The Retail Apocalypse is Old News. Now What?

In 2019, regardless of size, tenure or segment of business retailers, brands and suppliers must recognize that they can no longer navigate the new landscape with old maps.

Tomorrow’s retail winners will be nimble, data-driven, fast-to-market and cost efficient. They will have the foresight, fortitude and fearlessness to disrupt their own identity and legacy models.

“Do or do not. There is no try.”

The rate of change will escalate. There is no time for deep contemplation. Winners will leap, measure and then optimize.

Failing fast will be a requirement, not an option. Succeeding fast will be a requirement, too.

The Alchemist’s Retail Prophecies for 2019:

Warning: One can identify prognosticators who use a crystal ball to predict the retail future. They’re the ones with glass shards in their bleeding hands and smoke issuing from their charred eyebrows.

What I learned from playing a doctor on TV

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Zach Braff as JD Dorian, “Scrubs” — © ABC/Disney

I’m not a doctor, but I really did play one on TV.

25 years ago, I sold consumer products, mostly luggage, to HSN and QVC. I hired a “guest host” to appear on-air, to work with the network “show host” and to demonstrate our products. One day the guest host was delayed, and I ended up with make-up on my face, a microphone up my shirt and an IFB in my ear. Continue reading “What I learned from playing a doctor on TV”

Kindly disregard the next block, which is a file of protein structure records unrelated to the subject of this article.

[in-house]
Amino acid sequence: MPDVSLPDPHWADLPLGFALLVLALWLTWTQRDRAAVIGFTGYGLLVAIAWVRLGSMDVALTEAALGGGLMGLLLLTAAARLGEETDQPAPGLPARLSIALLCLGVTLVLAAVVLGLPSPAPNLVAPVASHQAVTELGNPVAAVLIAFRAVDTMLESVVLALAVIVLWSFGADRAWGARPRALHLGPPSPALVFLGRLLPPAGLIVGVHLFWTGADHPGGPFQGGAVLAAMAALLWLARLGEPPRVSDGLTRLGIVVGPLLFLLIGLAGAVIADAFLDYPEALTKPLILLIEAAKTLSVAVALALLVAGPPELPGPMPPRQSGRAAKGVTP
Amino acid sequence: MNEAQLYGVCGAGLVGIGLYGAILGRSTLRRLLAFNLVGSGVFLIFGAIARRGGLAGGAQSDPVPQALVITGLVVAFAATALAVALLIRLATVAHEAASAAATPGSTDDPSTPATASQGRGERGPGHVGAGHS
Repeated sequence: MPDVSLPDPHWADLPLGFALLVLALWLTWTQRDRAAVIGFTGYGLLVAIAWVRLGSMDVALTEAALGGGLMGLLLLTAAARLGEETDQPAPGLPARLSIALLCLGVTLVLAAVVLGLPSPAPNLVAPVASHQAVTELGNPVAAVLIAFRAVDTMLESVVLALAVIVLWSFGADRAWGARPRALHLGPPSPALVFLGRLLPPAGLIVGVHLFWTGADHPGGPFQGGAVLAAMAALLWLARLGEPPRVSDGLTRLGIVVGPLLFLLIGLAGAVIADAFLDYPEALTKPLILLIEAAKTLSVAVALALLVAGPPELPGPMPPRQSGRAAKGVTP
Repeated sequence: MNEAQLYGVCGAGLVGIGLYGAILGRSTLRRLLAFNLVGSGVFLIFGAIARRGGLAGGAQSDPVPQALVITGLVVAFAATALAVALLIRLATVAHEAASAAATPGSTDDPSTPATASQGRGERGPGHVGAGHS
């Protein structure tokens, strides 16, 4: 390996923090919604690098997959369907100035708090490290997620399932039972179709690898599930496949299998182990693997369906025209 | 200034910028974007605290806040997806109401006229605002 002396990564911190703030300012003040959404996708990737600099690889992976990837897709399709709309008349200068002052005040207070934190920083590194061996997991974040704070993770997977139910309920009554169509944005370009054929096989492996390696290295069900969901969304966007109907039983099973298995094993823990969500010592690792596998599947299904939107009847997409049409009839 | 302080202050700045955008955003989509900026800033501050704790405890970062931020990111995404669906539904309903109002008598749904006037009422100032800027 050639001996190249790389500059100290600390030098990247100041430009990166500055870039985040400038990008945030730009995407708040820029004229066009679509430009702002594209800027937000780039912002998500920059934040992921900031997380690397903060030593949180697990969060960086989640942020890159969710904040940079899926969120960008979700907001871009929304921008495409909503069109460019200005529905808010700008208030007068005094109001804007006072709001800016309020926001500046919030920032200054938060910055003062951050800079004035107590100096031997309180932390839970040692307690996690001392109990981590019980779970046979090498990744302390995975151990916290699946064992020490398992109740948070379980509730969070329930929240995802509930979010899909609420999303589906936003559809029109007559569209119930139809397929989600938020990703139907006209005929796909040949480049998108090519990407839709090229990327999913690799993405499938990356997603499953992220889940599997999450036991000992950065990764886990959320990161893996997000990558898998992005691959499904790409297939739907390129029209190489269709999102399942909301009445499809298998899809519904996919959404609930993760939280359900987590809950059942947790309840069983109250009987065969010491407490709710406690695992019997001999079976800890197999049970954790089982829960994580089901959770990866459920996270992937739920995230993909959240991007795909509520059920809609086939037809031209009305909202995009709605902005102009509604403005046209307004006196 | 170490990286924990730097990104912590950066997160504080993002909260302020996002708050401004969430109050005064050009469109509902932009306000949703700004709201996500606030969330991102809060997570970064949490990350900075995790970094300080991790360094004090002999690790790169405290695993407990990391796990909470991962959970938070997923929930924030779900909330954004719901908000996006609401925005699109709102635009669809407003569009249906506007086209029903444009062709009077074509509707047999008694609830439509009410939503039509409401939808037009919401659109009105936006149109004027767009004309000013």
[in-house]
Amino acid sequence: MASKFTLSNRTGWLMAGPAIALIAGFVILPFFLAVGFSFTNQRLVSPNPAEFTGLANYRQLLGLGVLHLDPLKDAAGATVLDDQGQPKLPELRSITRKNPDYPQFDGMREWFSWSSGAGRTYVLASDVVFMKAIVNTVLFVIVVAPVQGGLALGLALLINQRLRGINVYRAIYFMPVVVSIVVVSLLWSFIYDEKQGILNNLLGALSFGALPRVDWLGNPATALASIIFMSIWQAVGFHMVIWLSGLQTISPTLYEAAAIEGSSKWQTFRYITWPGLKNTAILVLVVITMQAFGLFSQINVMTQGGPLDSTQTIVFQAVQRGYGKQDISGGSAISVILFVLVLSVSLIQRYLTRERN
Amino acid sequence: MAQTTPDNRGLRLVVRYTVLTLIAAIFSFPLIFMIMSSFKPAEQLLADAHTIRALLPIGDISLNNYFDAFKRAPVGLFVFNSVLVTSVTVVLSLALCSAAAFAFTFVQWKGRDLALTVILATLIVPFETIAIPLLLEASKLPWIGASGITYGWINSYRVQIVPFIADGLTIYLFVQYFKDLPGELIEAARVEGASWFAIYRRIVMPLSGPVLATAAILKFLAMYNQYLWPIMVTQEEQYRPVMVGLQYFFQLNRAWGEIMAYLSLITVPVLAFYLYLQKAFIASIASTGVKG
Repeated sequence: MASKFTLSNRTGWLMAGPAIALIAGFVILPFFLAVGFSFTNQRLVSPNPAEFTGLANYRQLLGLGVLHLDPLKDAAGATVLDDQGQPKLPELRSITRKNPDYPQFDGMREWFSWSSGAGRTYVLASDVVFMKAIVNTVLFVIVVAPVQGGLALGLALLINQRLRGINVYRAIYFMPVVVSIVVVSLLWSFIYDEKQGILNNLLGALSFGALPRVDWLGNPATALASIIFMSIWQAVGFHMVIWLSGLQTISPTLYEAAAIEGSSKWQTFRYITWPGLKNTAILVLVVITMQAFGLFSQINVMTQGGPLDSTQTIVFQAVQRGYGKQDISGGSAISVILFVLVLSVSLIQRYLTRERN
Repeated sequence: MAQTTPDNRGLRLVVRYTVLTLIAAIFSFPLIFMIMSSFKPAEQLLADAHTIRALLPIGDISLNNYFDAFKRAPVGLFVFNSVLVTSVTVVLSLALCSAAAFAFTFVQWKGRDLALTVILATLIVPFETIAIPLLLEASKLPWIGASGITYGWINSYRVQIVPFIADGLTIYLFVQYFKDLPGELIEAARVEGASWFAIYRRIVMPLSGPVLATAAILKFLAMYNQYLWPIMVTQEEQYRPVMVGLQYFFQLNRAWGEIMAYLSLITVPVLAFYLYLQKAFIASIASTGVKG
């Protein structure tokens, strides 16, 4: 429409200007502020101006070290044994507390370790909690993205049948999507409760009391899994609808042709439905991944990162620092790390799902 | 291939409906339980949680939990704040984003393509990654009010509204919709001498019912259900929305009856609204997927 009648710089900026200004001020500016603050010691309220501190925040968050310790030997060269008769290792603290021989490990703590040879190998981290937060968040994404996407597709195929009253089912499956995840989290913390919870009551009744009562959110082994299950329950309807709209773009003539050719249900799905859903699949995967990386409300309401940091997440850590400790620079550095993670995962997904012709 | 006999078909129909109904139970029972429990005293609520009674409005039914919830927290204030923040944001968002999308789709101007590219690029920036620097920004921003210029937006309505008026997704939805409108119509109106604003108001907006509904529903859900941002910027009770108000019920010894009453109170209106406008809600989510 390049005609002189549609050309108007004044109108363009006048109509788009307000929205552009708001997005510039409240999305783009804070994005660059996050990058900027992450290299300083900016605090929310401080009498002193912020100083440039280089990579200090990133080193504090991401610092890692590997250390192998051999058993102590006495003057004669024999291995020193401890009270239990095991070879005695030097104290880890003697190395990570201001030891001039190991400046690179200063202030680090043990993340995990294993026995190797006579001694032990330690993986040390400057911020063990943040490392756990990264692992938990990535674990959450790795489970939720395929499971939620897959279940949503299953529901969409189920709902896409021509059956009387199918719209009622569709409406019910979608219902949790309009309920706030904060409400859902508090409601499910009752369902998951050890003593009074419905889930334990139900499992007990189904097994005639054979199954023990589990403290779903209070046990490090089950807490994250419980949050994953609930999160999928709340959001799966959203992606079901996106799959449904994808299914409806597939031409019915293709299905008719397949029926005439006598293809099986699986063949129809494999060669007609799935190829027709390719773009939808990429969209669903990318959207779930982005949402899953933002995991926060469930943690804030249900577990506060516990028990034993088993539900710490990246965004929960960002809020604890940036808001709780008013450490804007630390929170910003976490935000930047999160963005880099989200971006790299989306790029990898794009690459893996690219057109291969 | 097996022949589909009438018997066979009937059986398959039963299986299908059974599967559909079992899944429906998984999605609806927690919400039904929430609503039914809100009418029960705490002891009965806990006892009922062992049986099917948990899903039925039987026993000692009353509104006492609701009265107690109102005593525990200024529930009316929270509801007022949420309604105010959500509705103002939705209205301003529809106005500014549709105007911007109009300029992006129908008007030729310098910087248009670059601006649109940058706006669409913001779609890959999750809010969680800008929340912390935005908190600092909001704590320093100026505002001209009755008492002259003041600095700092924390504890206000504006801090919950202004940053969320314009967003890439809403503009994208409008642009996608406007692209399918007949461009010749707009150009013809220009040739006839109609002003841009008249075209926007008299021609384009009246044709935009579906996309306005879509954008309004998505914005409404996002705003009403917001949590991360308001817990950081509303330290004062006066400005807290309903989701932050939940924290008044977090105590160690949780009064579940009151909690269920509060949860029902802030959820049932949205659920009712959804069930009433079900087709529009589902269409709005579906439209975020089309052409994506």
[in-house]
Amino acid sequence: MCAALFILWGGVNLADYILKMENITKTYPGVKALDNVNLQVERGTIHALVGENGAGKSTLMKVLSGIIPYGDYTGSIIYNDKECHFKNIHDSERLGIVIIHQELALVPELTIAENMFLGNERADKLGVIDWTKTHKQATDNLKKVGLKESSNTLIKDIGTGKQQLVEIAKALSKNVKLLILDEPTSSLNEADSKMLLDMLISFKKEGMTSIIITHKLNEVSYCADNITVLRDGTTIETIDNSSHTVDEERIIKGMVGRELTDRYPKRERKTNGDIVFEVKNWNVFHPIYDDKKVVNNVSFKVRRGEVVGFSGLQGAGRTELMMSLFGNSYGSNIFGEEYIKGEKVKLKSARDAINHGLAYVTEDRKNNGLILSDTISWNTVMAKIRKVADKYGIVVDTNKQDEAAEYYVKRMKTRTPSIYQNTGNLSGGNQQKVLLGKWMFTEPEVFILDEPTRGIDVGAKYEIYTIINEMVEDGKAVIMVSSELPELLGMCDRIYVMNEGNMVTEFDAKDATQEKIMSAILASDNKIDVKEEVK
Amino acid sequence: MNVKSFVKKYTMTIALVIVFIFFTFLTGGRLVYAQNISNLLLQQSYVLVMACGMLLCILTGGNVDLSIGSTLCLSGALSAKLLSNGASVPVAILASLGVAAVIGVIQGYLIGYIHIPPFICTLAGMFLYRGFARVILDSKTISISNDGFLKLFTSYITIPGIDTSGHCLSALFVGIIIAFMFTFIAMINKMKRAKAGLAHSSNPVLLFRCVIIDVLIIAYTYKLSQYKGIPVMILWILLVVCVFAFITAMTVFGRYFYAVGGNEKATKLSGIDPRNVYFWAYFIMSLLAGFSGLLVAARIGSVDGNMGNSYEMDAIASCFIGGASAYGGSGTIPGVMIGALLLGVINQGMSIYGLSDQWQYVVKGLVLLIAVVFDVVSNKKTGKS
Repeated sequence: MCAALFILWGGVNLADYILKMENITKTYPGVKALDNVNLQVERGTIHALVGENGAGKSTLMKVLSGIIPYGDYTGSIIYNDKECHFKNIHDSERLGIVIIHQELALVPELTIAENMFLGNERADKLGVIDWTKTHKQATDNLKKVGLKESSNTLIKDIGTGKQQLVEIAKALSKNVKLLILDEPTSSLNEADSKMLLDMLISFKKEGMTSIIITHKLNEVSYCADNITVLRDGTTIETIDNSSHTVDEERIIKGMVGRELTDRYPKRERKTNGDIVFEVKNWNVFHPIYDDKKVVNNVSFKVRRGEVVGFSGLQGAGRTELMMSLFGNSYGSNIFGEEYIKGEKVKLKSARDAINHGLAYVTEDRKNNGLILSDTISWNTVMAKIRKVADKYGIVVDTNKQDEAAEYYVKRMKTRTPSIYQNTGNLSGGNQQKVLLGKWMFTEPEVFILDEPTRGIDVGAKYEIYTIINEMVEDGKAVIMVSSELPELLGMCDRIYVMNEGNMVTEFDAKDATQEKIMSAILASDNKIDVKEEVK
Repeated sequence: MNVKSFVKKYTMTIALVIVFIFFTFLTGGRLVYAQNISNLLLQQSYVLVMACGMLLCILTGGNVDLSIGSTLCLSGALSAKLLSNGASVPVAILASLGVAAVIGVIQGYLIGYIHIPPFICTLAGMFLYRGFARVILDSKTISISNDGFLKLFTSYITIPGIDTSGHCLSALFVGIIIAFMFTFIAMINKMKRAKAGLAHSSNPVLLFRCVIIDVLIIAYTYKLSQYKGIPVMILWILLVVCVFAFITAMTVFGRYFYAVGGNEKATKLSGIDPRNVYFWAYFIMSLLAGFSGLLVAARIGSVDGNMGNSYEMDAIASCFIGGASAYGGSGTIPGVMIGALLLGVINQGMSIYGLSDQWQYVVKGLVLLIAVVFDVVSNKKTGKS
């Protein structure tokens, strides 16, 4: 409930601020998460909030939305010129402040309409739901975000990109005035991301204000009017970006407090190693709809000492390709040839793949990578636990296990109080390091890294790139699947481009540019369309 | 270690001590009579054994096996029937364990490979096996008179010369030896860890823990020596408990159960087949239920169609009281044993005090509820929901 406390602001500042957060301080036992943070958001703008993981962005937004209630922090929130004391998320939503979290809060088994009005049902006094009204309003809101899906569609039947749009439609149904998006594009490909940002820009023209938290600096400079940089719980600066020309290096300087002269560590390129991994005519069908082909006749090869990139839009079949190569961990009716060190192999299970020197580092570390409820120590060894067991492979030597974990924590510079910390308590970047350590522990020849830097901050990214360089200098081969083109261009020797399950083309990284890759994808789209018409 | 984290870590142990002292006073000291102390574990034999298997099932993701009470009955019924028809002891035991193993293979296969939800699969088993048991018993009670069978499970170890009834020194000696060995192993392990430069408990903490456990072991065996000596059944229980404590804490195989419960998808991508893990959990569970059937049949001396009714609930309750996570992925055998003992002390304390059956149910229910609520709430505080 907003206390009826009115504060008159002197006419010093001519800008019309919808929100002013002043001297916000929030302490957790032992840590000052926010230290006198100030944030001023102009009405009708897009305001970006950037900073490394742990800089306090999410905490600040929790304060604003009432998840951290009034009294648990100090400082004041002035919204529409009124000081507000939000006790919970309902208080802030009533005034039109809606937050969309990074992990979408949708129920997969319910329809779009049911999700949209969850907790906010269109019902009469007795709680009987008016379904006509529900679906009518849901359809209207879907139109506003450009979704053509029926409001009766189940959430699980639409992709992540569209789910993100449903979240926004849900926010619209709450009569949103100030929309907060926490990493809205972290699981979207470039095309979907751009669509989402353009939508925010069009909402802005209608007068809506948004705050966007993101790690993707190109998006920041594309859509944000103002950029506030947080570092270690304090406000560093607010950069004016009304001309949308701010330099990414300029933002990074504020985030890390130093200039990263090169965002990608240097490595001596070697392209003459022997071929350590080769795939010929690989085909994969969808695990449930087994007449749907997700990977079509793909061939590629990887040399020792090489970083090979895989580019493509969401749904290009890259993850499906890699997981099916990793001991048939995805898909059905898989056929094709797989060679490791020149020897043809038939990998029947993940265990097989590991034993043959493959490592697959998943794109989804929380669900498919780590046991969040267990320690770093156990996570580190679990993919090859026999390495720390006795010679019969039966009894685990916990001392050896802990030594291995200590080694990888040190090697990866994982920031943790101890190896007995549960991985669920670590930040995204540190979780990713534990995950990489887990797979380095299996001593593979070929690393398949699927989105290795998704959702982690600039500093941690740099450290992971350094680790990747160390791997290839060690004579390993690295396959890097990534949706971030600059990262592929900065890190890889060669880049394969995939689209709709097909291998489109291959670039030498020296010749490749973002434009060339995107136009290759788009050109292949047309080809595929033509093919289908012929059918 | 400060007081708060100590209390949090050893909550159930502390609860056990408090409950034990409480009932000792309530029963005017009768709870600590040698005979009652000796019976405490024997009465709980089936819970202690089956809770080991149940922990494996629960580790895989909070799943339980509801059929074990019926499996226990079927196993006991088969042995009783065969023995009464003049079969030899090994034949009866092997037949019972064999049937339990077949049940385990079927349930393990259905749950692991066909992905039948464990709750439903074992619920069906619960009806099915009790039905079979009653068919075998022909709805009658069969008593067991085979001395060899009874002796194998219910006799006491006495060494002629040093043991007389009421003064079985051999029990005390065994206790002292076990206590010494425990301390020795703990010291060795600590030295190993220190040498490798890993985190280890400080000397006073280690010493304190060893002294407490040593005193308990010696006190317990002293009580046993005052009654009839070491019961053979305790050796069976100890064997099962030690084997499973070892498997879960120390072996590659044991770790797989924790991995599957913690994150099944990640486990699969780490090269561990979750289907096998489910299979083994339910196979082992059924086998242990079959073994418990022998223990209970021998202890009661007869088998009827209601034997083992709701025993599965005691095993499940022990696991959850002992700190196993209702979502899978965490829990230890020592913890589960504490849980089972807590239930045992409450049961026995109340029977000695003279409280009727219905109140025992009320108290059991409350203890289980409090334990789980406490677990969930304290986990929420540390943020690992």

For legacy companies facing disruption, corporate innovation won’t be enough

Today corporate innovation is all the rage. Large companies host accelerators, launch internal startups, and court potential startup partners in a quest to harness young companies’ innovativeness and energy for themselves.

But large legacy companies shouldn’t throw the baby out with the bathwater by neglecting their core business and assuming it has minimal room to grow.

In this article, I will detail how our company, Randa Accessories, grew from 25 to 50 percent market share in several categories and channels by focusing on its core business and adjacent “bridge” categories, and offer some takeaways for other businesses based on that experience. (I will also describe how Randa launched its own successful internal startups — I’m not saying corporate innovation isn’t useful, just that it needs to be one part of a broader strategy to excel.)

First, a little about Randa. You many not know our name, but you know our products. Our products are available under 50 brands, and are sold at over 20,000 points of sale, and millions of digital touch points.

We’re the world’s largest men’s accessories company. We sell ties, and belts, wallets, bags, hats, slippers and luggage.

Randa is completely vertical, business-to-business and direct-to-consumer, with 4,000 employees working from 23 global offices.

Our culture emphasized growth and efficiency and led us to success in revenue, margin, penetration, and market share.

For example, we’re the leading supplier of belts to Nordstrom… and to Walmart, to Kohl’s and to Amazon, and The Hudson’s Bay, Liverpool, Printemps, El Cortes Ingles, David Jones, John Lewis and to Costco.